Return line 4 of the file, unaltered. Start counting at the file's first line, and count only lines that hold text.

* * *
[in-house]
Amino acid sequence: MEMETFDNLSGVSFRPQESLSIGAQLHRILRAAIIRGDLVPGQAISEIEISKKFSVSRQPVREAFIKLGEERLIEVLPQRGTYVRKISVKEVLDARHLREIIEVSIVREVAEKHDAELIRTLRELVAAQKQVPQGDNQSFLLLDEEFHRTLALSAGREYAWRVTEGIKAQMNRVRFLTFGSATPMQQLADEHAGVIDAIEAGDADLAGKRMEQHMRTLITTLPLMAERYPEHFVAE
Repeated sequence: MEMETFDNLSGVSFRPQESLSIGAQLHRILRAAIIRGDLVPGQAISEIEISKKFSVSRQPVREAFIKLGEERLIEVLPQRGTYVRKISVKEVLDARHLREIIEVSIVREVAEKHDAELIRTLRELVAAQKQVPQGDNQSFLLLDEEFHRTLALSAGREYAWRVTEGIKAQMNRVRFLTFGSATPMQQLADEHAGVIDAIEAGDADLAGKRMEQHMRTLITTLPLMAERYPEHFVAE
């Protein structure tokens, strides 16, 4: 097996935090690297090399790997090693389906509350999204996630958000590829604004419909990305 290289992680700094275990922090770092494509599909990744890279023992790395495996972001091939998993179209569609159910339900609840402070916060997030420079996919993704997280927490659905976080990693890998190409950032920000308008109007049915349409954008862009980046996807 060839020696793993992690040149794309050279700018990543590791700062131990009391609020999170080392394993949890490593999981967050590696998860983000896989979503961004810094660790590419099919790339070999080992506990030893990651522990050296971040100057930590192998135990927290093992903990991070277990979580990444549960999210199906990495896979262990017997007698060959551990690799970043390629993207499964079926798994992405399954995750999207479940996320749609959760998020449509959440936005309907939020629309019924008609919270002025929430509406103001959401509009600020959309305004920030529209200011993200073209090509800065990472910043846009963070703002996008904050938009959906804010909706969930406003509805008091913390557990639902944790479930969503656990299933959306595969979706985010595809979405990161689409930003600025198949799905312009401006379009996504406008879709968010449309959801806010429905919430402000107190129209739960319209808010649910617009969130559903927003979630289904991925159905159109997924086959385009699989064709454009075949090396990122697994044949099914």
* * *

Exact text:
């Protein structure tokens, strides 16, 4: 097996935090690297090399790997090693389906509350999204996630958000590829604004419909990305 290289992680700094275990922090770092494509599909990744890279023992790395495996972001091939998993179209569609159910339900609840402070916060997030420079996919993704997280927490659905976080990693890998190409950032920000308008109007049915349409954008862009980046996807 060839020696793993992690040149794309050279700018990543590791700062131990009391609020999170080392394993949890490593999981967050590696998860983000896989979503961004810094660790590419099919790339070999080992506990030893990651522990050296971040100057930590192998135990927290093992903990991070277990979580990444549960999210199906990495896979262990017997007698060959551990690799970043390629993207499964079926798994992405399954995750999207479940996320749609959760998020449509959440936005309907939020629309019924008609919270002025929430509406103001959401509009600020959309305004920030529209200011993200073209090509800065990472910043846009963070703002996008904050938009959906804010909706969930406003509805008091913390557990639902944790479930969503656990299933959306595969979706985010595809979405990161689409930003600025198949799905312009401006379009996504406008879709968010449309959801806010429905919430402000107190129209739960319209808010649910617009969130559903927003979630289904991925159905159109997924086959385009699989064709454009075949090396990122697994044949099914």